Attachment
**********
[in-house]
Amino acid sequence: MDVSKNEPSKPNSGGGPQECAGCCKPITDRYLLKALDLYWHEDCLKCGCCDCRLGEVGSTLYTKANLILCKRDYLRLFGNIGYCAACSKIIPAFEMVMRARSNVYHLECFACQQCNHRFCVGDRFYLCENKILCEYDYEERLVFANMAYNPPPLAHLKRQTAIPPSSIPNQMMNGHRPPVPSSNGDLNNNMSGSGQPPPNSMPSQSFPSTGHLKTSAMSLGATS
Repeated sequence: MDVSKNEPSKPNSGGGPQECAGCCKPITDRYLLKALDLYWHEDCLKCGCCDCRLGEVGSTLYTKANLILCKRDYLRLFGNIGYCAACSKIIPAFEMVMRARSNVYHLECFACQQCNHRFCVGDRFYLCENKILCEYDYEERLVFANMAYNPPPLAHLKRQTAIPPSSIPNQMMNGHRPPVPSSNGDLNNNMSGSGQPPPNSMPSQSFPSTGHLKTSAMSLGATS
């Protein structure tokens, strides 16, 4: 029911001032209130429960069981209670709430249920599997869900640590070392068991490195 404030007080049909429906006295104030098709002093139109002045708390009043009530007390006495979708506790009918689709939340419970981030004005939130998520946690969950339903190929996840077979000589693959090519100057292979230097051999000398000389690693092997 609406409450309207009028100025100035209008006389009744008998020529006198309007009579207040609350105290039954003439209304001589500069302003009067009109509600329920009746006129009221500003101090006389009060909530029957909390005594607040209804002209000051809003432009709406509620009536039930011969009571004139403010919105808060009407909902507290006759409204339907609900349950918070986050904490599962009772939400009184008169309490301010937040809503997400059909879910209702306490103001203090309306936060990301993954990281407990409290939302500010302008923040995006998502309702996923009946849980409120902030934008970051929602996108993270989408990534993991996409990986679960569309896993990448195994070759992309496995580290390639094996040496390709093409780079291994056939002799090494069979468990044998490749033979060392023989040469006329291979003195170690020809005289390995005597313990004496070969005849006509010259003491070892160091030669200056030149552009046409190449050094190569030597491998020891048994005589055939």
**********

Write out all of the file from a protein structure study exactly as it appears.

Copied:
[in-house]
Amino acid sequence: MDVSKNEPSKPNSGGGPQECAGCCKPITDRYLLKALDLYWHEDCLKCGCCDCRLGEVGSTLYTKANLILCKRDYLRLFGNIGYCAACSKIIPAFEMVMRARSNVYHLECFACQQCNHRFCVGDRFYLCENKILCEYDYEERLVFANMAYNPPPLAHLKRQTAIPPSSIPNQMMNGHRPPVPSSNGDLNNNMSGSGQPPPNSMPSQSFPSTGHLKTSAMSLGATS
Repeated sequence: MDVSKNEPSKPNSGGGPQECAGCCKPITDRYLLKALDLYWHEDCLKCGCCDCRLGEVGSTLYTKANLILCKRDYLRLFGNIGYCAACSKIIPAFEMVMRARSNVYHLECFACQQCNHRFCVGDRFYLCENKILCEYDYEERLVFANMAYNPPPLAHLKRQTAIPPSSIPNQMMNGHRPPVPSSNGDLNNNMSGSGQPPPNSMPSQSFPSTGHLKTSAMSLGATS
């Protein structure tokens, strides 16, 4: 029911001032209130429960069981209670709430249920599997869900640590070392068991490195 404030007080049909429906006295104030098709002093139109002045708390009043009530007390006495979708506790009918689709939340419970981030004005939130998520946690969950339903190929996840077979000589693959090519100057292979230097051999000398000389690693092997 609406409450309207009028100025100035209008006389009744008998020529006198309007009579207040609350105290039954003439209304001589500069302003009067009109509600329920009746006129009221500003101090006389009060909530029957909390005594607040209804002209000051809003432009709406509620009536039930011969009571004139403010919105808060009407909902507290006759409204339907609900349950918070986050904490599962009772939400009184008169309490301010937040809503997400059909879910209702306490103001203090309306936060990301993954990281407990409290939302500010302008923040995006998502309702996923009946849980409120902030934008970051929602996108993270989408990534993991996409990986679960569309896993990448195994070759992309496995580290390639094996040496390709093409780079291994056939002799090494069979468990044998490749033979060392023989040469006329291979003195170690020809005289390995005597313990004496070969005849006509010259003491070892160091030669200056030149552009046409190449050094190569030597491998020891048994005589055939």